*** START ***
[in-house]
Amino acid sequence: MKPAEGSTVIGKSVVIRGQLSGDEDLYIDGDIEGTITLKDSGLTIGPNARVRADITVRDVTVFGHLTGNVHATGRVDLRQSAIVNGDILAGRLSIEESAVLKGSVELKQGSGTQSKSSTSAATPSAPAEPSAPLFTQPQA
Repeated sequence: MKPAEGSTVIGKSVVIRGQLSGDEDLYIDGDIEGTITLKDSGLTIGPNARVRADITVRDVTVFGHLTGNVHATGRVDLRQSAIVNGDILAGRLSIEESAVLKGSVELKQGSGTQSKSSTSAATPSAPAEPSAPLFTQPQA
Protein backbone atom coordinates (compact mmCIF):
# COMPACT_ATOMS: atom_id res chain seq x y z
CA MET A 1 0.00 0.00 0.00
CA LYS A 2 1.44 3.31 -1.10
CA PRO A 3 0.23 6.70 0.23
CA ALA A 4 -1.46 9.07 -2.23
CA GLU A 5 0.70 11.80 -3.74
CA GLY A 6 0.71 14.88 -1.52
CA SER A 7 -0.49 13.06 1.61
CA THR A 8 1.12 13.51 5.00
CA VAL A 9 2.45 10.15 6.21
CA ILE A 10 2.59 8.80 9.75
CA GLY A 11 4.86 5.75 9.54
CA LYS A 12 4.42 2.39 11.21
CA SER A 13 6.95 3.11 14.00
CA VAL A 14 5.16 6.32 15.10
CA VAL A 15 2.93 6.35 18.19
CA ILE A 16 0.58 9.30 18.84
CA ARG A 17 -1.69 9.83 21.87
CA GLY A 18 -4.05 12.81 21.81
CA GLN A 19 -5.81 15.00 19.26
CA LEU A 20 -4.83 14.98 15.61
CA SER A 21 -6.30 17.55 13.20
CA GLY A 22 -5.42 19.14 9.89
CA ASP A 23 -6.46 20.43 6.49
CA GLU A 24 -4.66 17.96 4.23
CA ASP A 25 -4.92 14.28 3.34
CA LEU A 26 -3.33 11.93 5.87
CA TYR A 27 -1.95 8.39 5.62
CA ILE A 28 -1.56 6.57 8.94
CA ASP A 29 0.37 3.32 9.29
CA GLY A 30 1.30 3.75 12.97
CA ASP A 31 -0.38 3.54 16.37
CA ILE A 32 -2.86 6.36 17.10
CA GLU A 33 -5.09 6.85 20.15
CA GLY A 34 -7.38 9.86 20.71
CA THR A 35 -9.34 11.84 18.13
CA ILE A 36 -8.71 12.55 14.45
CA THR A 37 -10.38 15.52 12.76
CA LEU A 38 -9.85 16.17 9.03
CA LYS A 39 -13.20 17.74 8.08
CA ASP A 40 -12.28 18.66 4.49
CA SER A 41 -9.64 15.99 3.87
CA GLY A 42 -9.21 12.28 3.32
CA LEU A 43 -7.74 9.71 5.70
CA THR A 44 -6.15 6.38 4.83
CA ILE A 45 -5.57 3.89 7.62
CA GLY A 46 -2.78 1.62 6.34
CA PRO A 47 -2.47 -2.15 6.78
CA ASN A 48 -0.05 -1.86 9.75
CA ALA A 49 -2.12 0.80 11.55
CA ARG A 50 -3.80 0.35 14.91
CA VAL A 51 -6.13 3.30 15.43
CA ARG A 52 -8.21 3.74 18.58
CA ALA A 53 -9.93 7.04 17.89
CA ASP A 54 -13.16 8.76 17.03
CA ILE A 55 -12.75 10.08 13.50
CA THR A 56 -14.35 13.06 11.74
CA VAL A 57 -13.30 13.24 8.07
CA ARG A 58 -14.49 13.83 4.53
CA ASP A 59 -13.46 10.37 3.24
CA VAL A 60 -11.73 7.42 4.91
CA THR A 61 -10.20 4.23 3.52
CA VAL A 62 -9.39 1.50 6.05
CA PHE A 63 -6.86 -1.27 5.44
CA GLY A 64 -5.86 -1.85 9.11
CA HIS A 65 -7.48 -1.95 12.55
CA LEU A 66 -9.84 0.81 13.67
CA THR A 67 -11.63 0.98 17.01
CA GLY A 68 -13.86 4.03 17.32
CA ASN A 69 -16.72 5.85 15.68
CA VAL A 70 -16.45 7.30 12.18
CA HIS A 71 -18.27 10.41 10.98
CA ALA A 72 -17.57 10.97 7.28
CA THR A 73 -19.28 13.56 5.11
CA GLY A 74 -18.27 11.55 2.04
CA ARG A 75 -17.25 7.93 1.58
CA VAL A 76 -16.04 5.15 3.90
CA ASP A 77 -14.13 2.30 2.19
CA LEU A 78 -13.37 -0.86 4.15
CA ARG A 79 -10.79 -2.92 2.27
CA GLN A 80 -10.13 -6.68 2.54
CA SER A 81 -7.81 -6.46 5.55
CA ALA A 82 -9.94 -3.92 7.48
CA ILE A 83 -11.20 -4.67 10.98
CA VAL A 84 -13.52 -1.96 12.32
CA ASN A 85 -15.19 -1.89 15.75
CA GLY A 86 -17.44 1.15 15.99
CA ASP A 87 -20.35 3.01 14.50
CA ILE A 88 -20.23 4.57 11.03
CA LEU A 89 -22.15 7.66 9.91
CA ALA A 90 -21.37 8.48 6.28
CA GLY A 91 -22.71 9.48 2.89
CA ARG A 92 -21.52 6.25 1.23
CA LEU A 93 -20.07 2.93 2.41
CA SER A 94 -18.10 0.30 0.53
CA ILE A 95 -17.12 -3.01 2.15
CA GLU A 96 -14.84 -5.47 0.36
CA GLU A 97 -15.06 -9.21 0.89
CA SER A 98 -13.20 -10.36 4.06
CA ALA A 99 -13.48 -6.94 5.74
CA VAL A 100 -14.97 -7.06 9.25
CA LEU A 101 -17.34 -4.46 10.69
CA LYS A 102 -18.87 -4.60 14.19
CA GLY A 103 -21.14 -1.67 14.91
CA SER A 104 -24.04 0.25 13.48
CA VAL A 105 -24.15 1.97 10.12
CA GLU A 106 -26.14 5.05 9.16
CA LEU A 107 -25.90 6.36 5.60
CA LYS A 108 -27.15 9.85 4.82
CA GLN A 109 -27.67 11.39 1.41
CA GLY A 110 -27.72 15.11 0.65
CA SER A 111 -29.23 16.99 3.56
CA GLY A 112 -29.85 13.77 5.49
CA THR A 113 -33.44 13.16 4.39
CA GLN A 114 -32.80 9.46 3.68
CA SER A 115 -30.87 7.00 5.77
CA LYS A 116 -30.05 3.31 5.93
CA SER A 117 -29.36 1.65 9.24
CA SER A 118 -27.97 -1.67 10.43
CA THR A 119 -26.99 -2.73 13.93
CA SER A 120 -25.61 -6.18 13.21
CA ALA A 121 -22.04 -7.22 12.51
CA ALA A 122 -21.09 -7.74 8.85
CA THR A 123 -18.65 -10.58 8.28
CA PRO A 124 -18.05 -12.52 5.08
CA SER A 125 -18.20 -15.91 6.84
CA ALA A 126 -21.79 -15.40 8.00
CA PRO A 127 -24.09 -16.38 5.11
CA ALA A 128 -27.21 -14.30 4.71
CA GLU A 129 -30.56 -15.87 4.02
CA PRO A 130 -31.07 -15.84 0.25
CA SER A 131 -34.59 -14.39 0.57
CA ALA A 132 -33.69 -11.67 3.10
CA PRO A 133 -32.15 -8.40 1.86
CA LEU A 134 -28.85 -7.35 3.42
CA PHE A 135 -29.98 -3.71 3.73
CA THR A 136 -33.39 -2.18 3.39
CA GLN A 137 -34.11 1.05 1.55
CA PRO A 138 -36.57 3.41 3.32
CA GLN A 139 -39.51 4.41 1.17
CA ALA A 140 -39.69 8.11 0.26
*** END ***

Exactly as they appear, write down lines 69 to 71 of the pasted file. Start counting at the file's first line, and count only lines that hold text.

CA GLY A 64 -5.86 -1.85 9.11
CA HIS A 65 -7.48 -1.95 12.55
CA LEU A 66 -9.84 0.81 13.67